Assuit is a netting fabric embroidered with metal. The embroidery is done by threading wide needles with flat strips of metal about 1/8” wide. The metal may be nickel silver, copper or brass, and it is threaded through the holes in the net, folded over, cut and flattened, making little packets of metal. When finished, the metal packets are further flattened by rolling and/or hammering over the fabric. The netting is made of cotton or linen. The fabric is also called tulle-bi-telli, an Arabic term meaning “net with metal.”
The patterns formed by this metal embroidery include geometric figures as well as plants, birds, people and camels.
Assuit has been made in the Asyut region (where it gets its name) of Upper Egypt since the late 19th century, although the concept of metal embroidery dates back to ancient Egypt, as well as other areas of the Middle East, Asia, India and Europe. A very sheer fabric is shown in Ancient Egyptian tomb paintings and the metallic embroidery is referenced in Exodus 39: “and they did beat the gold into thin plates and cut it into wires, to work it in the blue, and in the purple, and in the scarlet, and in the very fine linen, with cunning work.”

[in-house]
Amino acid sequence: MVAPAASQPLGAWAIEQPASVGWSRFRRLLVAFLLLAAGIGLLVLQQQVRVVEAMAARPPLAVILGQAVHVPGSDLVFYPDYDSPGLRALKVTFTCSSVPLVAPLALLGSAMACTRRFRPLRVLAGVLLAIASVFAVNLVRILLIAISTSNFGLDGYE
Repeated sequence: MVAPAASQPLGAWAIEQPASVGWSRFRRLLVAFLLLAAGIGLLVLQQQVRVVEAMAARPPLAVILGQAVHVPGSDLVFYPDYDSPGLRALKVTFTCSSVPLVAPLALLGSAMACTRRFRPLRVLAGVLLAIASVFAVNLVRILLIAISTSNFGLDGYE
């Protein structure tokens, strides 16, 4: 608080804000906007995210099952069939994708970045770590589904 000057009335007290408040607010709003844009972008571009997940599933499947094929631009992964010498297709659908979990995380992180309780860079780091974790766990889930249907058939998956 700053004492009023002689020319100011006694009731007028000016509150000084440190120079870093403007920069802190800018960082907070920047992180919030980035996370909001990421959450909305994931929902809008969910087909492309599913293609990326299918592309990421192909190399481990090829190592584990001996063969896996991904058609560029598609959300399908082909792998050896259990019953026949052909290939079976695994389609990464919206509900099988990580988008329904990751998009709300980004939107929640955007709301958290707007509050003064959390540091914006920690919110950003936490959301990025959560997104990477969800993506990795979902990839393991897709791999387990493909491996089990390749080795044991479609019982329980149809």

With the invention of the bobbinet machine, the netting fabric could be machine made, and during the French Protectorate this machine was introduced to the Asyut region (a textile center) by the French. The fabric was first imported to the U.S. for the 1893 Chicago Exposition, and again became popular with the fascination surrounding the discovery of King Tut’s tomb in 1922. The geometric motifs were well suited to the Art Deco style of the time. Assuit is generally black, white or ecru. It is found most often in the form of a shawl, but also seen in small squares, large pieces used as bed canopies and even traditional Egyptian dresses. Assuit shawls were made into garments by purchasers, particularly during the 1920s.
The fabric’s name is seen in many alternate spellings including asyut, assyut, asyute, asuit, assuite and azute.